If patriotism is the last refuge of scoundrels, well, in this case, we see Lieberman using the ethos of psychiatric ethics, professionalism, and “be cautious when speaking about public figures” to basically mean, “I’m going to shut you down as I want and you can’t do anything about it, even if it’s the right and necessary thing. Inconveniencing a power figure is bad. Don’t tell me I can’t protect him in exchange for favors. Don’t tell me I can’t twist ethics around if I want to use it to get ahead.”
This is nothing more than puerile narcissism. The COVID virus takes days to produce symptoms and does not severely incapacitate or kill everybody it infects. But I guarantee you that if instead this was Ebola, or nuclear fallout in the atmosphere causing everyone who went outside to immediately become sick or die, there wouldn’t be any questioning expert advice. Nobody would be bitching. But because you can’t see the effects immediately and instead need to use an intellectual process to understand and follow the advice of experts, and because at the same time people are being egged on by certain government officials and political elements, too many people are ignoring the advice. They think that if they can’t see it and don’t feel it, it’s not real. And they’re taking a contrarian position that’s jeopardizing the nation’s health and well-being.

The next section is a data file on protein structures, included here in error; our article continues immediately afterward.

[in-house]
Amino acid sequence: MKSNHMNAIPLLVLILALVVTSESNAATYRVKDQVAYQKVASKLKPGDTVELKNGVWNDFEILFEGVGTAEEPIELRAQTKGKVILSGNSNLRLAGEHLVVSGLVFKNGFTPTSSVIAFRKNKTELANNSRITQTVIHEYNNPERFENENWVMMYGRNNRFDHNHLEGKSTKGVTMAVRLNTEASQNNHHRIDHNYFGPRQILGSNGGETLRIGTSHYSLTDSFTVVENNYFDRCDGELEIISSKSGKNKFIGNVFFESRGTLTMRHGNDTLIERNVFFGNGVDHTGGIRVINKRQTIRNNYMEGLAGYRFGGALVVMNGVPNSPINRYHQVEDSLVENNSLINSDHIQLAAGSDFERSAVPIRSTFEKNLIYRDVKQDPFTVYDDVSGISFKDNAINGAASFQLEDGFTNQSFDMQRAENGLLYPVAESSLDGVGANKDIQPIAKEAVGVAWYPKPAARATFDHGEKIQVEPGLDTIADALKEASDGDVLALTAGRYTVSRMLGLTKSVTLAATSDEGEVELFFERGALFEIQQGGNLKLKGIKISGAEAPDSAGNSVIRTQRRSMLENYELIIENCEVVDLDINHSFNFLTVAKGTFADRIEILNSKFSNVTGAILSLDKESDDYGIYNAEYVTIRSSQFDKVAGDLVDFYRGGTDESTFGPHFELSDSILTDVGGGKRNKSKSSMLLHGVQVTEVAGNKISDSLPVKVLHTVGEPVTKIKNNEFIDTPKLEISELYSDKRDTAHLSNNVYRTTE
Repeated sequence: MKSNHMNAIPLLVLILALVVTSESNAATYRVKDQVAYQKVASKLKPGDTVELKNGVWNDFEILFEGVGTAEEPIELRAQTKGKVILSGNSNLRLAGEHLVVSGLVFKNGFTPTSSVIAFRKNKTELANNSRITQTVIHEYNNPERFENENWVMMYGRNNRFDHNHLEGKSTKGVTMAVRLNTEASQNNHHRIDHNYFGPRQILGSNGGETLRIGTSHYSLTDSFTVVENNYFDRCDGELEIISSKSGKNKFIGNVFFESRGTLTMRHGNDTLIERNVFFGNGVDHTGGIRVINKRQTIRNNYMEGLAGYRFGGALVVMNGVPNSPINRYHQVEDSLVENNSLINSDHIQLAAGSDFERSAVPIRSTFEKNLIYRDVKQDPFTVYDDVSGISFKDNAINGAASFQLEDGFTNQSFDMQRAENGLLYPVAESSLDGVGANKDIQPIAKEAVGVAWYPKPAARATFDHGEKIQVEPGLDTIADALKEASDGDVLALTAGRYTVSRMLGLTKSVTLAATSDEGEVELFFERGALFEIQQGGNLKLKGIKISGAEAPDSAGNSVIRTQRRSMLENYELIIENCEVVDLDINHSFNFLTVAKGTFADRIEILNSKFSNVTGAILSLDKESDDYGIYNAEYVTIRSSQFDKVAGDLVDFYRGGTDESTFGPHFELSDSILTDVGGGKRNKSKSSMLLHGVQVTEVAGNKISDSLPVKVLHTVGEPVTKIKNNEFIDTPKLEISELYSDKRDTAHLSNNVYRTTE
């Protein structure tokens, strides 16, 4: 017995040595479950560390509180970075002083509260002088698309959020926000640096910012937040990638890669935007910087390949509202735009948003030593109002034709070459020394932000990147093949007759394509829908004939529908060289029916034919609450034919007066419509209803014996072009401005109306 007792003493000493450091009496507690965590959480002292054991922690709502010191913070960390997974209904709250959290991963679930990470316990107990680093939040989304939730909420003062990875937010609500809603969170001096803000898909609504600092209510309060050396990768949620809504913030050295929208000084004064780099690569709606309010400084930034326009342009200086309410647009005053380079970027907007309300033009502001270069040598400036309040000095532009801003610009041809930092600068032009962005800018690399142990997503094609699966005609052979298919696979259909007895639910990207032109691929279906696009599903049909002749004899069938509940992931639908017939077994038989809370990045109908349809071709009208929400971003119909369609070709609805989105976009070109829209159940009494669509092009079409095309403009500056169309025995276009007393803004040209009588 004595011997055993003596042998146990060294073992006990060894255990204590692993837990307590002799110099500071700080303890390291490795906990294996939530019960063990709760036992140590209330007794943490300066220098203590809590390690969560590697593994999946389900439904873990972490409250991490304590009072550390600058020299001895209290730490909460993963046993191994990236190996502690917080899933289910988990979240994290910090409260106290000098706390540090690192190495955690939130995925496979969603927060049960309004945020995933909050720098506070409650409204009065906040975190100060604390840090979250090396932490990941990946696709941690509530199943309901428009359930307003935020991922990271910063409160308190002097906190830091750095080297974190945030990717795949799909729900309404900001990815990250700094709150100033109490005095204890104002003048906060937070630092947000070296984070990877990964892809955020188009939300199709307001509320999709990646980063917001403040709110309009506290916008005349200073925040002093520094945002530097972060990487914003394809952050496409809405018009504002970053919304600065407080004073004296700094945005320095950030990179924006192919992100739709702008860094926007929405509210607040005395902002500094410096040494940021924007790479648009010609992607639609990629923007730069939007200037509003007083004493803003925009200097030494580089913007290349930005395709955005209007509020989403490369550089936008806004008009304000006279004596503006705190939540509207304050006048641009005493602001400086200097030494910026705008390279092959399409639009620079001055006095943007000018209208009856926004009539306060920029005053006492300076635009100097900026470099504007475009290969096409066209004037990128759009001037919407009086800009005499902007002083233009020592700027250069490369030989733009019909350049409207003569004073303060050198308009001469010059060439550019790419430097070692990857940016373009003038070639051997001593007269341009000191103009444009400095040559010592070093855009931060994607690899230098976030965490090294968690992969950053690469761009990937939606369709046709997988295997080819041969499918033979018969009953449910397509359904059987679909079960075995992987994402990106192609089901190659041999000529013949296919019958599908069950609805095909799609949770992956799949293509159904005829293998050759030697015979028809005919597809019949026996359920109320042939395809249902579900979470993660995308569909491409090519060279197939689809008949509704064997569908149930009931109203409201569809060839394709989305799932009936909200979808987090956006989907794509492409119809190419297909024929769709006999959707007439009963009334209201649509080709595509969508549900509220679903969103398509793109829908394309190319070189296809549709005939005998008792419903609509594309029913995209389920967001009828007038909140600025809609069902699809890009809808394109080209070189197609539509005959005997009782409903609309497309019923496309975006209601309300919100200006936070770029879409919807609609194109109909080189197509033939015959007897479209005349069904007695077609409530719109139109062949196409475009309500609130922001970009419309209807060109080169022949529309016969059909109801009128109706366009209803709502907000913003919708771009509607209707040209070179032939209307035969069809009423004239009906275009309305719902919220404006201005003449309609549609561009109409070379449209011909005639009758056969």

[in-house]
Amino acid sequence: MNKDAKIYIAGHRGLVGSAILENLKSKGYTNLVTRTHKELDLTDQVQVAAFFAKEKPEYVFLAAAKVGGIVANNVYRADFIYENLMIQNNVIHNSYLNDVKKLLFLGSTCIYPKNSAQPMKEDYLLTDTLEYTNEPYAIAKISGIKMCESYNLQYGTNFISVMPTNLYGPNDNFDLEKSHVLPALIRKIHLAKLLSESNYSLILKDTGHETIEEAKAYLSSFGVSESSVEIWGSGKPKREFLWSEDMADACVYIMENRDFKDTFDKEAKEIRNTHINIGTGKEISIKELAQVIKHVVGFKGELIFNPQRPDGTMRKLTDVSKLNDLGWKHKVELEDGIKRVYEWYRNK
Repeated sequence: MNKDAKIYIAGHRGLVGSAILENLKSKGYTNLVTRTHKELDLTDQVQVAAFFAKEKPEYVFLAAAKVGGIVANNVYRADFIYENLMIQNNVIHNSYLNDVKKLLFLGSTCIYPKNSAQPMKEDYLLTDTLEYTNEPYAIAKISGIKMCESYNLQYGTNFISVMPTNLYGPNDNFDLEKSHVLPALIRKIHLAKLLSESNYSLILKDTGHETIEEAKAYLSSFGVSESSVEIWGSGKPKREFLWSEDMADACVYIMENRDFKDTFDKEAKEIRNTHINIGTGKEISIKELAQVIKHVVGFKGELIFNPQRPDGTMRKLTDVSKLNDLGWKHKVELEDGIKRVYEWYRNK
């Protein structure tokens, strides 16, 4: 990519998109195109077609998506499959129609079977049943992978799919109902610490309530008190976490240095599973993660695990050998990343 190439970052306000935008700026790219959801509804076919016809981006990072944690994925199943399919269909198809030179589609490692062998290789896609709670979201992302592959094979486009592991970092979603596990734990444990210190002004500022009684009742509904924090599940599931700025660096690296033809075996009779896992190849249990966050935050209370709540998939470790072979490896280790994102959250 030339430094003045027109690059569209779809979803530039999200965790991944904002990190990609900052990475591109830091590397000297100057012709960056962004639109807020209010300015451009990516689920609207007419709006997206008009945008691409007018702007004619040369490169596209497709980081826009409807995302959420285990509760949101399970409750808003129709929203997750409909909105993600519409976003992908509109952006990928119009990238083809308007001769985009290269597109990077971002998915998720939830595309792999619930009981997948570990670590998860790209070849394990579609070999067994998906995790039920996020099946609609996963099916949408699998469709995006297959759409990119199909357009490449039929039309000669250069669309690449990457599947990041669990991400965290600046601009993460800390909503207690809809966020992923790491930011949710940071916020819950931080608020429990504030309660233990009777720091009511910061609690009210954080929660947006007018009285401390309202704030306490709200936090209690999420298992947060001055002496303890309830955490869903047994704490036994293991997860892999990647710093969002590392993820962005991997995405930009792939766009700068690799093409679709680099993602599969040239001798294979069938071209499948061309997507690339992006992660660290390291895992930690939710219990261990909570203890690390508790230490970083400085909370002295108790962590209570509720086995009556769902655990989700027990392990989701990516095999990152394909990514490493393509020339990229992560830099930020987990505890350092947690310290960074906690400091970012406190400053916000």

This is nothing more than puerile narcissism. The president’s dangerous symptoms had a chance to spread over years and does not get easily detected in all the domains it destroys. But I guarantee you that if instead this was instant civil war, or nuclear fallout in the atmosphere causing everyone who went outside to immediately become sick or die, there wouldn’t be any questioning expert advice. Not even Lieberman would be able to lie. But because you can’t see the effects immediately and instead need to use a thoughtful process to understand and follow the explanation of experts, and because at the same time the likes of Lieberman can egg on myths and popular misconceptions, too many people are ignoring the advice. They think that if they can’t see it and don’t feel it, psychiatry’s not real. And they’re taking a position of denial that’s jeopardizing the nation’s health and well-being.